Move over, Naked Security’s video on how to Pick a Proper Password!
Step aside, XKCD’s harder-than-you-think CorrectHorseSomethingSomething.
There’s a new sort of password in town: the iambic tetrameter.
In a word, poetry.
To explain: an iambus is a rhythmic unit in verse that consists of an unstressed syllable, followed by a stressed one.
ig-NITE ex-PLODE ka-BOOM
And a tetrameter is a line of verse with four rhythmic units, more properly know as metrical feet.
In other words, iambic tetrameters go something like this:
A BI-cy-CLE is NICE and QUICK But CHAN-ging GEAR is QUITE a TRICK. If CHAN-ging GEAR is HARD to DO Then SIN-gle-SPEED's the THING for YOU. And WHEN it COMES to SLOW-ing DOWN A FIXED rear COG is GREAT in TOWN. Just NEV-er LET your CHAIN get SLACK, It's NOT like RID-ing ON the TRACK. A SLOP-py CHAIN will SOON deRAIL, And LOCK the WHEEL. An EP-ic FAIL! And DO be WARNED: your FRIENDS will JOKE, "You're SUCH an URB-an HIP-ster BLOKE."
Because of the rhythm, typically accompanied by rhyme, and maybe even a melody to carry the story along, many of us find it much easier to memorise verse than prose.
Here’s a road law that’s memorable, for example:
The driver of a vehicle shall stop at the request of any person leading, riding or driving any cattle, horse, ass, mule, sheep, goat, pig or ostrich.
But the above sentence isn’t that easy to memorise, even if you try to imagine a visual clue, because:
As Homer wrote, or maybe said, It's verse that sticks inside your head.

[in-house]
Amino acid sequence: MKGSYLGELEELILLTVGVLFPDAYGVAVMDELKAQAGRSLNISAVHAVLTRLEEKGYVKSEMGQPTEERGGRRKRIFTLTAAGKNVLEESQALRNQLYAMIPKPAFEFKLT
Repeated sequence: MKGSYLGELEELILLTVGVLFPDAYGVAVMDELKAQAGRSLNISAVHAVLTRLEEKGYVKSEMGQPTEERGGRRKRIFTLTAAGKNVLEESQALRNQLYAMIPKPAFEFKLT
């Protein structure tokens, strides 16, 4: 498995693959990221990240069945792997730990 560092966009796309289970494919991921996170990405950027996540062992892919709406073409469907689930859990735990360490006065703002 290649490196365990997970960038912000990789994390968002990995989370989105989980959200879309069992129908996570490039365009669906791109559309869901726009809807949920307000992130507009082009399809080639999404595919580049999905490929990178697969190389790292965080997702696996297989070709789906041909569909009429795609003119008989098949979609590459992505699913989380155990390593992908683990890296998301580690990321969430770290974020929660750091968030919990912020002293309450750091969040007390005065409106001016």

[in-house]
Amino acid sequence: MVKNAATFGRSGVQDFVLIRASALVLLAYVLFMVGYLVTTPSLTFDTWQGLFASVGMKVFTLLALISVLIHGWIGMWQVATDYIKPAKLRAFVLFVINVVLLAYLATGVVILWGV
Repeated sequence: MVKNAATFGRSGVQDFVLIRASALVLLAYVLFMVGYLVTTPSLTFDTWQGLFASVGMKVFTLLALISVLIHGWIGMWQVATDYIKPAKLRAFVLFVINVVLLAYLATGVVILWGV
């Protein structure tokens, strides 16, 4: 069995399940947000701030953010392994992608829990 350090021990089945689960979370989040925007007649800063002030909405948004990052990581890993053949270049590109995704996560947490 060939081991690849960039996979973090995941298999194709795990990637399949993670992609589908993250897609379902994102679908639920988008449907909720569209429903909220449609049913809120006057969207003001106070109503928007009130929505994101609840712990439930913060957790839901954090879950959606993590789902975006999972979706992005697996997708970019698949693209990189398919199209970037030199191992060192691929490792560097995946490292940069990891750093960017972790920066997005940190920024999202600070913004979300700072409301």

Linguistic passwords to the rescue?
So, poetry is what two computer scientists at the University of Southern California (USC) have been trying as a technique for generating passwords that satisfy two requirements:
- Passwords should be complex, and measurably so. (In the jargon, they should have provably high entropy.)
- Passwords should be easy to memorise.
Hitting both of these targets is something of a holy grail for password creation tools, and here’s why.
Complex passwords are easy to construct.
For example, imagine that you want 60 bits of entropy, so that each password is literally a 1-in-260 random choice (260 is about one million million million).
Twelve characters from the set [A-Z0-9] (upper case letters plus digits) gives you 3612 choices, which meets your needs, because 3612 is greater than 260.
But then your passwords look something like this:
TTJGJOIYGIH2 EPNVF13LXVV9 21K0JV1MFISH MFP8QRAB749X H1IRVIHZL41I
So these passwords fail at the second hurdle, namely being easy to commit to memory.
Similarly, readily-memorised passwords are easy to construct:
PASSWORD 123456 CHANGEME
Heck, you can easily extend them to twelve characters to make them nice and long:
PASSWORD9999 123456789ABC CHANGEMESOON
But these passwords just aren’t complex enough for real life.
Automated password cracking tools typically start with a list of really obvious passwords, and then try a list of obvious modifications to each of those obvious passwords.
As a result, semi-obvious passwords, and even semi-non-obvious passwords, often get cracked much faster than you might expect.
60-bit “natural language” passwords
So, our USC researchers decided to work on algorithms that take a randomly-chosen 60-bit number, and use various techniques to turn it into one of four types of password.
They tried XKCD-style passwords consisting of four words randomly chosen from a dictionary, where the dictionary effectively operates as a giant alphabet:
fees wesley inmate decentralization photo bros nan plain embarrass debating gaskell jennie